By Matthew Hendley
By Monica Alonzo
By Monica Alonzo
By Monica Alonzo
By Stephen Lemons
By Jason P. Woodbury
By Dulce Paloma Baltazar Pedraza
By Ray Stern
Gee, David Holthouse, I just finished reading your column "Border Censors" (House, May 13), and I was wondering: Has Scott Stanley, the illegal-alien advocate you wrote about, requested any photographs of Phoenix police officer Marc Atkinson's body, after he was shot numerous times in the head by a lowlife son-of-a-bitch illegal alien from Mexico, here in Phoenix? Or how about any pictures of other murdered victims in this state who were killed by other illegal aliens?
No one told these lawbreakers to come into this country illegally, and they did so at their own risk. And as for the illegal alien Antonio Martinez mentioned in your column--who was shot while attacking a Border Patrol agent with a rock--how dare he get drunk and attack American citizens inside our country? I guess you don't feel that a rock is a dangerous weapon, Holthouse, because it doesn't go "bang" or something. Let me hit you in the head with one and see how you feel about it then, you moron. Martinez got what he deserved, and he got what anyone would have gotten who attacked the police with a weapon. We don't need people like Martinez in this country in the first place.
Take your pathetic, whining story and drop it on the doorstep of Officer Atkinson's widow. I'm sure she'll cry her eyes out over it.
The Flash was right on about the Arizona Republic and the stadium vote. The vote gave me faith in "The People." They obviously saw right through the media blitz and the almost "threats" of the big team leaving "Oh, what will we do without them" logic. I can't believe the Republic wants the city/state to be run by "jockstrap" mentality--pay us more or we'll strike! Move on, Bidwill. Phoenix was here way before you.
Name withheld by request
You better watch out. You might end up really establishing your weekly paper as more credible than the daily rags that grace our driveways each morning with mindless drivel.
Your psychoanalysis of the Republic's corporate neuroses, and compulsive kowtowing to the likes of Colangelo, Bidwill and others holding major purse strings--in my opinion--hits the issue smack on the head.
More such analysis of local issues exposing the elitist bullshit would be most welcome.
Editor's note: The Daily Flash appears online at www.phoenixnewtimes.com
Great article ("Think Tank Warfare," Tony Ortega, May 13), but too bad you didn't touch on the many times Jeff Flake has (pardon the pun) derailed mass transit in the Valley under the guise of libertarian economy.
Hats off to M. V. Moorhead for the right-on-the-money review of William Shakespeare's A Midsummer Night's Dream ("Good Will Shakespeare," May 13). I read the "other" review, and it was an obviously contrived piece from an individual with little to no academic training, common sense or aesthetic sensibility. To say that Kevin Kline "overemotes" was ridiculously absurd.
M. V. Moorhead, whoever you are: Send this to your bosses and tell them that you are an intelligent, studied, well-read and obviously well-rounded person with whom they should make a lasting relationship (if they have not done so already).
This is not just because I agreed with your assessment; it is because it was done with the eye of a critic, and we are sorely lacking someone with this character and intensity here in the Valley.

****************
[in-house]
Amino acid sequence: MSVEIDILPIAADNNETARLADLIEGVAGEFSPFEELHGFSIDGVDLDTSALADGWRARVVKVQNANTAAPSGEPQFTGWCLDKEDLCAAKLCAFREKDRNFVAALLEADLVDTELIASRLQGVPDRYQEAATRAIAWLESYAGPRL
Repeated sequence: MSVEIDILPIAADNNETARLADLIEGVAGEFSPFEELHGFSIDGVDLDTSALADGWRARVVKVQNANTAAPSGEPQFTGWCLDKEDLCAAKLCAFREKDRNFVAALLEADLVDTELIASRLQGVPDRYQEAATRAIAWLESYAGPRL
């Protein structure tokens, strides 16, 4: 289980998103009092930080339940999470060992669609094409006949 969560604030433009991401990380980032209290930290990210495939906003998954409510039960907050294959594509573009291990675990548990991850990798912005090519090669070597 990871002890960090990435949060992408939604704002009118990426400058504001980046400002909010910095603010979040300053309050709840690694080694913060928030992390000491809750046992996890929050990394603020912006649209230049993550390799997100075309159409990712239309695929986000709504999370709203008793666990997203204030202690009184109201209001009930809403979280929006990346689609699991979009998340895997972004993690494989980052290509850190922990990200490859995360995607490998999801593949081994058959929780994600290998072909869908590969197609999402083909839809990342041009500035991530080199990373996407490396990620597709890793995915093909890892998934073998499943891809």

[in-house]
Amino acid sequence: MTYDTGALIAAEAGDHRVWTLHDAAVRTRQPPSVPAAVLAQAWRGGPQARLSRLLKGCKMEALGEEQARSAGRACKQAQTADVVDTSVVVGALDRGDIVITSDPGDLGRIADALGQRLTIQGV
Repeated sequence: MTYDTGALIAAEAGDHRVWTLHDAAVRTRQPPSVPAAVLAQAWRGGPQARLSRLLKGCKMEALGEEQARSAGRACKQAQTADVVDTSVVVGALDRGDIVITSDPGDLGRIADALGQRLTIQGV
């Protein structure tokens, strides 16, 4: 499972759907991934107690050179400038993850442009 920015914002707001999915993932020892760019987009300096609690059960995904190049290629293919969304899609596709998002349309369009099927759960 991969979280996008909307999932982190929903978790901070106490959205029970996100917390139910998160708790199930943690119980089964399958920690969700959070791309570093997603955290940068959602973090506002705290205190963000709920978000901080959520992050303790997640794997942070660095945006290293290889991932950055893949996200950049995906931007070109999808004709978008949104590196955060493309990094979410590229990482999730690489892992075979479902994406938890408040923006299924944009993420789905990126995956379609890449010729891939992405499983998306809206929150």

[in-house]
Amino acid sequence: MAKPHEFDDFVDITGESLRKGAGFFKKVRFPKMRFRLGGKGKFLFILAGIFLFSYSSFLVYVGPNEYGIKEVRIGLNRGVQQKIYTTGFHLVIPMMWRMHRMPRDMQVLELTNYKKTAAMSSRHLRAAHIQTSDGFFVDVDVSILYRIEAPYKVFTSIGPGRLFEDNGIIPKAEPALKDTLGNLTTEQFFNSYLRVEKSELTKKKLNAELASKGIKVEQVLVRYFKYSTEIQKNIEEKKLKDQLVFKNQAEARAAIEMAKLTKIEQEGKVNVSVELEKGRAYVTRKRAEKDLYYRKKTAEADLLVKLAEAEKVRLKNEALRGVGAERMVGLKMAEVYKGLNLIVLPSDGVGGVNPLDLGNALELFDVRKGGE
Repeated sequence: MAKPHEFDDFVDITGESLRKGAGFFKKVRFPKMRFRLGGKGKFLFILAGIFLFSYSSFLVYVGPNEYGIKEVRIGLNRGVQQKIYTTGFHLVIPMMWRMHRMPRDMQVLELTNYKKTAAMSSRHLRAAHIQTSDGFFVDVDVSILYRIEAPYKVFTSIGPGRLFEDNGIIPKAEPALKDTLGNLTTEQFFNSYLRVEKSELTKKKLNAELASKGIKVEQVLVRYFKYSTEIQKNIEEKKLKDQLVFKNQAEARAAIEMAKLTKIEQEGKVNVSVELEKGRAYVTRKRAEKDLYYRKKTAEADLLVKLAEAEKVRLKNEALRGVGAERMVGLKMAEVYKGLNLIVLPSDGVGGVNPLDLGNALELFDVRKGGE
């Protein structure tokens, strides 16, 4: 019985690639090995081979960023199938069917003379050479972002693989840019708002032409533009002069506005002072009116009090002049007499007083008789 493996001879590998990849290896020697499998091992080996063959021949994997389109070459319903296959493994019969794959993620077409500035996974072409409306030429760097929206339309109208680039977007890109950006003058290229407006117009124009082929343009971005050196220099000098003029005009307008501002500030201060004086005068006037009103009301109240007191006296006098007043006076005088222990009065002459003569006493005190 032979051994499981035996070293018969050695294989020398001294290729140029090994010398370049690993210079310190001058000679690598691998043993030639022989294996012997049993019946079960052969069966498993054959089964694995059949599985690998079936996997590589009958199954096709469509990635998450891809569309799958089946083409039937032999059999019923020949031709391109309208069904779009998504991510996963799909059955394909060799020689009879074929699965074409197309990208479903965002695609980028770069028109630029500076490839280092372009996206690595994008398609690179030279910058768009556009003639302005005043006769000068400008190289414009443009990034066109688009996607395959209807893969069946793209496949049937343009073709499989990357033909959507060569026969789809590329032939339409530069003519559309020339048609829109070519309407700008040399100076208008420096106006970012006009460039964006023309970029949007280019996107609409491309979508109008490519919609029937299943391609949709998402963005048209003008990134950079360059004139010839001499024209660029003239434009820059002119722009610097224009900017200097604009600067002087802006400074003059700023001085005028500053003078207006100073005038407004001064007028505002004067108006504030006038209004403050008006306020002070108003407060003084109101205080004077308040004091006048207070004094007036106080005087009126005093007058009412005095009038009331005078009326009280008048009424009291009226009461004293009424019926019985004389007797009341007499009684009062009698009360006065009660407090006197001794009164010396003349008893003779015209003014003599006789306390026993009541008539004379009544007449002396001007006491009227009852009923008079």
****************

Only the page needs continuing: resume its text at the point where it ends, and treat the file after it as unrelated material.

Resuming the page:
Come on, Tony, you make it sound like these "inmates" are all churchgoing boys ("109 Degrees of Incarceration," Tony Ortega, May 6). The fact is 99 percent of them are guilty or have had some sort of criminal background.
Hey, I have a good idea: Let's increase our taxes so that some sick son of a ----- can chow down on steak and lobster at least one day out of the week. Who cares that he's on trial for sodomizing an 8-year-old girl? Let's not go too far, how about just a simple drive-by shooting, maybe a rape? I'm sorry some child molester died. I should say, I'm sorry for his mother.
Why don't you tell the public how much of our hard-earned money goes into the prisons and jails instead of the lawsuits that are pending? In my eyes, these sick SOB's should be melting in a cell anyway.
Editor's note: About two-thirds of the people held in Maricopa County jails are awaiting trial, presumed innocent until proved guilty.
I was truly appalled at Jennifer Alcock's last statement regarding Lance Hawthorne (Letters, May 20). "This guy deserved what he got, and his mother should be glad that this part of her life is over. If I were her, I would be ashamed that I gave birth to that." Either Jennifer is not a mother, or Jennifer is one of the sickest of this sick society!
Name withheld by request
Thanks for your piece on these ridiculous "stadium" proposals (Flashes, May 13). Let's stop taxing people for these sports arenas. I think, if any arena is built with taxpayer money, they ought to be admitted free, because they own it, not the Bidwills and the Colangelos!
The Republic, is a disgrace. We call it the "Arizona Repulsive," and have long canceled our subscription.
I hope David Holthouse's letter to Cris Kirkwood ("Lake of Fire," House, April 29) has some positive effect, though we all know that drugs are oftentimes more powerful than any emotional or physical plea. The letter was well-written and should be sent to any punk who starts fucking around with crack and smack, thinking that it's a cool way to get indie cred, or whatever propels kids to fuck with that shit. Thanks for taking the time to care enough--messages like yours are hard to read, but their importance is unfortunately very real.
San Francisco, California
Just read Paul Rubin's fantastic article on the Coyotes and the NHL ("A Season on the Rink," April 22). As usual, superbly done. I myself am a journalism student, and I learn so much reading Rubin's work. I would like to thank him for giving the people of Phoenix some quality.